CHICAGO -- If the White Sox do indeed reach the 2012 postseason, then they probably want to circle back to Friday's 8-6 victory over the Angels in 10 innings for a prominent moment in the year-in-review highlight video.
There was Alex Rios, with pinch-runner Jordan Danks on second and one out, connecting on a 1-2 pitch from David Carpenter for a walk-off two-run shot that barely eluded the leaping effort of center fielder Mike Trout. And if Trout, baseball's newest superhero, can't make the catch, then things have to be working in the South Siders' favor.
The third game-ending homer of Rios' career and fifth multi-homer effort, after he went deep in the sixth off Zack Greinke, pushed the White Sox (58-47) to 11 games over .500 for the first time. They improved to 8-2 since the Tigers swept three at Comerica Park and raised their record to 11-1 during the last 12 at U.S. Cellular Field.
Rios started the Elvis Night fireworks early for the 32,060 in attendance, keeping the White Sox 2 1/2 games ahead of the Tigers in the American League Central and adding another bullet point to his Comeback Player of the Year resume.
"To see Alex hit that, to see the look on his face," said White Sox catcher A.J. Pierzynski, "it was awesome."
"We won the game. That's the most important thing," Rios said. "We battled. They came back, but we stayed together and we came back."
This 10th-inning rally actually began with an Adam Dunn checked-swing infield single against Hisanori Takahashi (0-3). Dunn used his legs on the slow roller fielded by third baseman Alberto Callaspo at shortstop because of the defensive shift to set up Rios' deciding power stroke.
Rios pumped his fist in the air as the 407-foot drive cleared Trout by a couple of rows.
"When you hit the ball that close to the wall, you always have that in the back of your head that they're going to make a good play on you," Rios said. "I hit it hard enough so he couldn't reach it."
"For him to bounce back, I couldn't be happier for a guy," Pierzynski said. "Alex is a good guy, he means well and he really does want to do well. Alex cares sometimes almost too much. It's nice to see him get the results he deserves."
Pierzynski's three-run homer in the first off Greinke, who gave up more runs to the White Sox in four hitters Friday than he did over nine scoreless innings while pitching for Milwaukee in Chicago on June 22, sparked a four-run frame and set a single-season career high for the catcher at 19. That inning included a collision of the titans at home plate on Rios' run-scoring single, with left fielder Mark Trumbo's throw to catcher Chris Iannetta nailing Dunn, as Iannetta survived a shoulder-to-shoulder crash with the White Sox slugger.
"They had a lot of good at-bats and Rios is swinging the bat really good," Greinke said. "Going in, I knew he was going to be a tough out."
Rios' hit came after Paul Konerko's grounder to Callaspo with the bases loaded and nobody out turned into a force out at the plate. Iannetta's ensuing throw to first pulled Albert Pujols off the bag to keep the bases loaded with one out.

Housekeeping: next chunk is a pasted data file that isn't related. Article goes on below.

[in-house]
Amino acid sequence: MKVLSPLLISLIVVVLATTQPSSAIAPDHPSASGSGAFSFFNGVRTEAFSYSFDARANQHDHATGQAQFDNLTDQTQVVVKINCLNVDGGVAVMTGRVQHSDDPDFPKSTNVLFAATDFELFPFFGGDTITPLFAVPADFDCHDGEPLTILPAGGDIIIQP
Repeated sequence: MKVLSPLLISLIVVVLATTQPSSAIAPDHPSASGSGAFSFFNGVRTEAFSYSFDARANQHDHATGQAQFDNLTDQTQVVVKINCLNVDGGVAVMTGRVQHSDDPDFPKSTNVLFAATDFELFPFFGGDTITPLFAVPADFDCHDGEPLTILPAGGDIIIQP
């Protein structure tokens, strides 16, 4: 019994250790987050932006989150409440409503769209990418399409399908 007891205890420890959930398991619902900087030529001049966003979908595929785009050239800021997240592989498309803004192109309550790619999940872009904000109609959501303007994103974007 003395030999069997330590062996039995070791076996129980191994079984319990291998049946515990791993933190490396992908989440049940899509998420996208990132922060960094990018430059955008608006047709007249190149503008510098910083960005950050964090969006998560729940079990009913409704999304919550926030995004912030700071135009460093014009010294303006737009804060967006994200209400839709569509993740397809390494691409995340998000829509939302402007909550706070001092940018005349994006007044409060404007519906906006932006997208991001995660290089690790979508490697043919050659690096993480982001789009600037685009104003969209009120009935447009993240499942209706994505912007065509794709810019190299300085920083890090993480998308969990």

Angels manager Mike Scioscia argued that Konerko ran inside the baseline during his final 45 feet to first and should have been ruled out for interference. The umpires conferred twice before leaving the runners as they were. At that point, Scioscia played the game under protest.
"What took place there was a play at home and the catcher came out and threw to first," crew chief Dana DeMuth told a pool reporter. "[Iannetta] threw wild. Konerko going down to first was no way interfering with the play at first."
Scioscia's crew quickly chipped away at Philip Humber, who has not won over his last 15 starts at U.S. Cellular Field, and took the lead with two in the second on Trout's homer and two more in the third. Pujols' solo homer in the sixth gave the Angels (57-50) a 6-4 edge.
Humber exited after Pujols' blast, allowing six runs on 10 hits over 5 2/3 innings with four walks and one strikeout.
"I'm just happy we won the game. That's a tremendous job by our team," said Humber, who threw 109 pitches. "I'm obviously not happy with my results tonight but it's a lot easier to swallow when you win."
Alejandro De Aza, who has 10 hits in his last 18 at-bats, doubled home the tying run in the seventh. But it was defense that gave the White Sox a chance to rally, especially after reliever Nate Jones put the first two runners on in the seventh.
Howie Kendrick then grounded one toward right field, but second baseman Gordon Beckham got to the grounder, spun and fired a strike to Alexei Ramirez, who then completed the double play. The Angels didn't score in the inning and stranded two in the eighth and two in the 10th when Pujols bounced back to Matt Thornton (4-6) for the final out.
It became Rios' turn to continue his special individual season and an even greater season to date for the team.
"He's just played great for us," said White Sox manager Robin Ventura. "It's a big win. It happened to the right guy."
"I just want to keep doing what I'm doing," Rios said. "Focus on having good at-bats and winning games."